Let Slip the Dogs of War, Part III


Chinese military theorist Sun Tzu was a leading proponent of today's maxim.

This posting is the third in a three-part series which explores how a Dungeon Master (DM) can apply accepted axioms of war to enhance the structure and mastering of combat encounters in a Dungeons & Dragons game. These axioms, and the historical examples used to illustrate them, are drawn from the writings of military historian Bevin Alexander, such as those found in Rules of War.

If he or she hasn’t done so already, the Gentle Reader may consider reading Part I and Part II.

While not every monster in a D&D game will be familiar with all of the tactics described in this series, those who are intelligent or have intelligent leadership will certainly employ them if the need arises.

Thus far in this series, we’ve examined the tactics of striking at enemy weaknesses, defending, then attacking, and occupying the central position. This installment of the series will focus upon Operating on the Line of Least Expectation and Least Resistance. Continue reading

Let Slip the Dogs of War, Part II


This posting is the second in a three-part series which explores how a Dungeon Master (DM) can apply accepted axioms of war to enhance the structure and mastering of combat encounters in a Dungeons & Dragons game. These axioms, and the historical examples used to illustrate them, are drawn from the writings of military historian Bevin Alexander, such as those found in Rules of War.

The first post in this series can be found here.

While not every monster in a D&D game will be familiar with all of the tactics described in this series, those who are intelligent or have intelligent leadership will certainly employ them if the need arises.

The first part of this series descibed the tactic of striking at enemy weaknesses; this part will discuss the maxims of defending, then attacking and occupying the central position.

Defend, Then Attack

Typically, attacking forces believe themselves to be stronger than defenders, and defenders generally consider themselves weaker than attackers (if the defenders perceived themselves to be strong enough, they would attack, or so goes conventional wisdom). This maxim surfaces when a commander chooses to defend, even though he is strong enough to attack.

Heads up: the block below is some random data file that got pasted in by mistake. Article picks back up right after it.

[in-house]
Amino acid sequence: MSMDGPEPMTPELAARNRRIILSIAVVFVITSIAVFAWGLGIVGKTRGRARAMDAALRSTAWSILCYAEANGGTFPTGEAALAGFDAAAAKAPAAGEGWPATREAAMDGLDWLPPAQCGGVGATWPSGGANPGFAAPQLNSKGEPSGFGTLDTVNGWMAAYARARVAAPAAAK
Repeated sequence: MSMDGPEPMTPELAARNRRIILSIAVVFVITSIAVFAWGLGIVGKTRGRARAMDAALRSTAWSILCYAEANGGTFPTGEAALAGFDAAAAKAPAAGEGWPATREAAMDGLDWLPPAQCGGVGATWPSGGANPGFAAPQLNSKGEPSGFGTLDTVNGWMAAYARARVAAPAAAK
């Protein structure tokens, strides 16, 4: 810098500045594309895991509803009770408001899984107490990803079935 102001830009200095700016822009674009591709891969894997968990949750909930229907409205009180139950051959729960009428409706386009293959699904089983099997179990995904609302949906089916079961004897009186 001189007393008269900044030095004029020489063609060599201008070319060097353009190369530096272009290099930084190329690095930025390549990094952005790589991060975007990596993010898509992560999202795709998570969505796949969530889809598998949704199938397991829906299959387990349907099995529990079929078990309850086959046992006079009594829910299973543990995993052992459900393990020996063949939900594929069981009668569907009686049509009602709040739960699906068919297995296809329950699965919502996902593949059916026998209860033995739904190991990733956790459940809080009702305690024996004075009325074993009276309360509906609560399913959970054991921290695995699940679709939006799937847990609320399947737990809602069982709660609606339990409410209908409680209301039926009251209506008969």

The maxim is employed when a commander is aware that he has a better weapon or tactical system than his foe. The superior weapon or tactic would enable his troops to defend so well that the attack would certainly fail, thereby demoralizing and/or scattering the attacking force and enabling the defending commander to immediately counterattack while the enemy is disorganized. Continue reading

Let Slip the Dogs of War, Part I


Combat encounters hold extraordinary potential for generating excitement in a Dungeons and Dragons game. Unfortunately, many in-game combats degenerate into dice-rolling exercises, with little or no tactical planning on either side. Ultimately, one side or the other wins a war of hit point attrition, after which a victorious party proceeds to the next encounter or fallen heroes are replaced with new characters.

Practical application of accepted axioms of war can greatly enhance the structure and mastering of combat encounters. When these maxims are applied to encounter design, the Dungeon Master (DM) can expect two results: unique combat challenges for the player characters, and encouragement for the players to begin thinking in tactical terms.

 The military axioms to be outlined in this three-part series are drawn from military historian Bevin Alexander’s Rules of War. While not every game monster will be familiar with all of the tactics described below, those who are intelligent or have intelligent leadership will certainly employ them if the need arises.

Continue reading